“Love is holy because it is like grace–the worthiness of its object is never really what matters.” From Gilead, by Marilynne Robinson.
I met Lila for the first-time as John Ames’ quiet, somewhat awkward wife in Gilead. The mother of the child to whom Ames’ murmurings, thoughts, philosophies — the text of Gilead — were written. Lila came to Reverend Ames when he had passed into his own-considered old age, 67, and gave him a child. A miracle. The Issac to his Abraham.
In Lila, she returns as the teller of her own tale. Her birth as an ugly and unwanted child, stolen by a woman named Doll taken from the home that didn’t want her into an on-the-road existence, a migrant worker even as a child. But Doll loved her, cared for her, taught her what she knew. “Doll always said, Just be quiet. Whatever it is, just wait for it to be over. Everything ends sometime.”
Marilynne Robinson has written four novels, each of which is considered a masterpiece. For Gilead, she won the Pulitzer Prize, the National Book Critics Circle Award for Fiction and the Ambassador Book Award. Robinson was awarded the National Humanities Medal by President Obama in 2013, she has taught at the Iowa Writers Workshop since its inception. the 2004 National Book Critics Circle Award for Fiction, and the 2005 Ambassador Book Award. Lila was a finalist for the 2014 National Book Award.
Robinson writes as John Ames in Gilead. In Lila, she pens a memoir inside the life of Lila but from a third person point of view. Close to the woman, but never completely inside her. The reader intuits that this is how John Ames must feel sharing his life with Lila. He longs to know her secrets, but she is too skittish, too distrustful. All too ready to take the next train out of town. “You best keep to yourself, except you never can.”
From the first page, the beauty of Robinson’s prose and the tenacity of her protagonist pulls the reader into the somewhat unlikely spell of the town of Gilead, Iowa.
Gilead was the kind of town where dogs slept in the road for the sun and the warmth that lingered after the sun was gone, and the few cars that there were had to stop and honk until the dogs decided to get up and let them pass by. They’d go limping off to the side, lamed by the comfort they’d had to give up, and then they’d settle down again right where they were before. It really wasn’t much of a town.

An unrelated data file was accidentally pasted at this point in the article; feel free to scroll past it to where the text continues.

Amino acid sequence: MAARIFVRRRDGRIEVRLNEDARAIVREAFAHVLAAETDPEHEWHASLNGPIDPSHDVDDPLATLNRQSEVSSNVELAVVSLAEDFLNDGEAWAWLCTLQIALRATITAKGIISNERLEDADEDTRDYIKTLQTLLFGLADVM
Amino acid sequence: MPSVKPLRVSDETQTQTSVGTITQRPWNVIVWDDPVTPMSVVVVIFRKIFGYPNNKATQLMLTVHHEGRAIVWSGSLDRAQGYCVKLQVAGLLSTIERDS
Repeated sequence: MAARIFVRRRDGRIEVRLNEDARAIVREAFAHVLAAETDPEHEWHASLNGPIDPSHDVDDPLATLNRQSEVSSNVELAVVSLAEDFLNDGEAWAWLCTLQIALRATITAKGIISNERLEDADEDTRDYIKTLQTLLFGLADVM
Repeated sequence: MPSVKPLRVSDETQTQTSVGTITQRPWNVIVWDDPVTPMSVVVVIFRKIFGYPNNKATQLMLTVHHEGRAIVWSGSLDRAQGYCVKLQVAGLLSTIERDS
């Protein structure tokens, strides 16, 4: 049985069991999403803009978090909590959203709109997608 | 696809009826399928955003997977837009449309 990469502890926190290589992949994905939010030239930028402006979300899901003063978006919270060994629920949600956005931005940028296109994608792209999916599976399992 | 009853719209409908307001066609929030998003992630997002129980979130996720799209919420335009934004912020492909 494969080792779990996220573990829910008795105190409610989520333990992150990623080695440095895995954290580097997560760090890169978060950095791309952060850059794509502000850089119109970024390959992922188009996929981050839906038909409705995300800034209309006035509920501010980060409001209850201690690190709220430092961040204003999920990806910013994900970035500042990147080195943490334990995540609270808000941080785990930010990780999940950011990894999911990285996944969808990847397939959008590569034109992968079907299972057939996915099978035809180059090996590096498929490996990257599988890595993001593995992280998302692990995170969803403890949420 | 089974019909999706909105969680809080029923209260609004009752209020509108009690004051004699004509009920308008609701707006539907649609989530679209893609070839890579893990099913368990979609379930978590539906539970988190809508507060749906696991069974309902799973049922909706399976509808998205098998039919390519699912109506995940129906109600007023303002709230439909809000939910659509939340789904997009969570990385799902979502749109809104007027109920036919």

With themes of loneliness, desertion, poverty and existential, theological and political questions running throughout these novels, why are they so beloved? Perhaps Gilead represents the crux of our American struggle with our religious past and our humanist present. With our country’s striving for peace by fighting wars. With our rage against injustice while exercising our own prejudices. It would take no less than a Marilynne Robinson to create a beautiful order out of the contradictory chaos.
For further reference: an in-depth interview with Marilynne Robinson, http://www.nytimes.com/2014/10/05/magazine/the-revelations-of-marilynne-robinson.html?_r=0 and a New Yorker review of Lila: http://www.newyorker.com/magazine/2014/10/06/lonesome-road.
The book features lots of casseroles, brought by the well-meaning ladies of John Ames’ church, sandwiches, catfish and corn mush. For inspiration, I dug into my Grandmother’s recipe box.
Chicken California Casserole
Saute 1/2 green pepper chopped, 1 1/2 cup chopped onion, 1 1/2 cup chopped celery. Add 1 can mushrooms with liquid, 1 can cream of mushroom soup, 1 teaspoon each of pepper and salt. 1/4 teaspoon each of curry and sage. 4 cups of diced chicken, 12 ounce package of wild rice (pre-cooked), 2 beaten eggs and 1 cup slivered almonds. Bake at 350 for one hour.
1 1/4 cups cornmeal
2 1/2 cups water
1/2 teaspoon salt
|1.||Mix together cornmeal, water, and salt in a medium saucepan. Cook over medium heat, stirring frequently, until mixture thickens, about 5 to 7 minutes.|
|2.||If using as cereal, spoon mush into bowls and serve with milk and sugar, if desired. If frying, pour mixture into a loaf pan and chill completely. Remove from pan, cut into slices, and fry in a small amount of oil over medium-high heat until browned on both sides. Serve with sauce of your choice.
For dessert, I would add a dessert that speaks to Lila’s talent for roses. I found this link that offers several dessert recipes featuring roses: http://www.thekitchn.com/pretty-in-pink-7-luscious-rose-petal-dessert-recipes-189498.
Though I couldn’t find many musicians from Iowa with whom I was familiar, I did find Bix Beiderbecke, born in 1903 in Davenport. He would have been younger than John Ames, but older than Lila and his music may have been familiar to both.
John Ames: Jon Voight
Lila: Mary Steenburgen
Doll: Melissa Leo